An "acute" case is most often caused by an infection from bacteria. The e-coli bacteria are a common cause for infection.
- In children who haven't reached puberty, the infection may start in the bladder or kidney. It then spreads to the teste. Some boys get more urinary tract infections, and may get this more often.
- In men, a STD (sexually transmitted disease) is one of the causes. Mostly from chlamydia, mycoplasma or rarely gonorrhea. These infections start in the urethra. They can then move into the teste. Sometimes there is a discharge of fluid from the urethra.
Sometimes it is caused by something else:
- Enlarged prostate blocking the bladder
- Infection of the prostate gland ("bacterial prostatitis")
- Partly blocked urethra
- Recent catheter use
Epididymitis is sometimes caused by other things:
- Chemical or inflammatory non-bacterial epididymitis may happen from urine flowing backwards to the epididymis. This is most often from heavy lifting. The urine causes swelling but no infection.
- The drug "Amidarone" can be a cause but this is rare
- An infection from the bloodstream (as with tuberculosis)
- Other unknown causes
In any of these cases, the first sign of a problem is often pain in the back of the teste.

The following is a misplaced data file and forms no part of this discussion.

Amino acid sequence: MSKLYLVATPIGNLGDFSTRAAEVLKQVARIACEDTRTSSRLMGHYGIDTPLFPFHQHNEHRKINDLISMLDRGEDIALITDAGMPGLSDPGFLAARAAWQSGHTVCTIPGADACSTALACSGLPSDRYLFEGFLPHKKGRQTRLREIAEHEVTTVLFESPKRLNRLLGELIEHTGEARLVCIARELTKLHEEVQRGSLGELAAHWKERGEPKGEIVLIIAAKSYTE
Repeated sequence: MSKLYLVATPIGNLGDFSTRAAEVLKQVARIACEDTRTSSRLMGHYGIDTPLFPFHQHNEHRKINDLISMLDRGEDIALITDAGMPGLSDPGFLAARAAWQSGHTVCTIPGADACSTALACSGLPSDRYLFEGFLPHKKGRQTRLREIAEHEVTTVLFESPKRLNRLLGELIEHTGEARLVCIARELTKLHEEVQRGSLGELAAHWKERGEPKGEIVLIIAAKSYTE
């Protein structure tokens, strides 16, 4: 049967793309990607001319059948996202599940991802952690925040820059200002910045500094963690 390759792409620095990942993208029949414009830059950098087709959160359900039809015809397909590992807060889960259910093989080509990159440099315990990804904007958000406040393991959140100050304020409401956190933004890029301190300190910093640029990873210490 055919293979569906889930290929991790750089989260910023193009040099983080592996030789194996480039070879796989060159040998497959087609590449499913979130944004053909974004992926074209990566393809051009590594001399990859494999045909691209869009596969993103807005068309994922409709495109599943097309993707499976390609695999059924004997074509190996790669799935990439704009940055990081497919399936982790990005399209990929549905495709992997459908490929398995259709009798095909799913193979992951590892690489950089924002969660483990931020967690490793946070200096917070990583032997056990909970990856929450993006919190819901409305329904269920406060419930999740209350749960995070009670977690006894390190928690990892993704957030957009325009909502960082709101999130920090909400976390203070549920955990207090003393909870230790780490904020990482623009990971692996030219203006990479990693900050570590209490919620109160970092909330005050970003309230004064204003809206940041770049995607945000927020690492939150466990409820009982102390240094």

A "chronic" case may result after acute epididymitis. It doesn't seem to go away. It can also happen without acute symptoms or known infection. In this case, the cause is unknown.
Orchitis alone is mostly from a mumps virus (or other virus) infection. "Mumps orchitis" appears in about 1/3 of males who get mumps after puberty. It only occurs in boys that have mumps AFTER puberty. In some cases of mumps, interferon can be given to prevent orchitis. This infection doesn't spread to the epididymis.
Acute epididymo-orchitis is most often from a bacterial infection. It can also be caused by a tuberculous infection of the epididymis, but this is rare. Rarely, it can start in the teste and spread to the epididymis.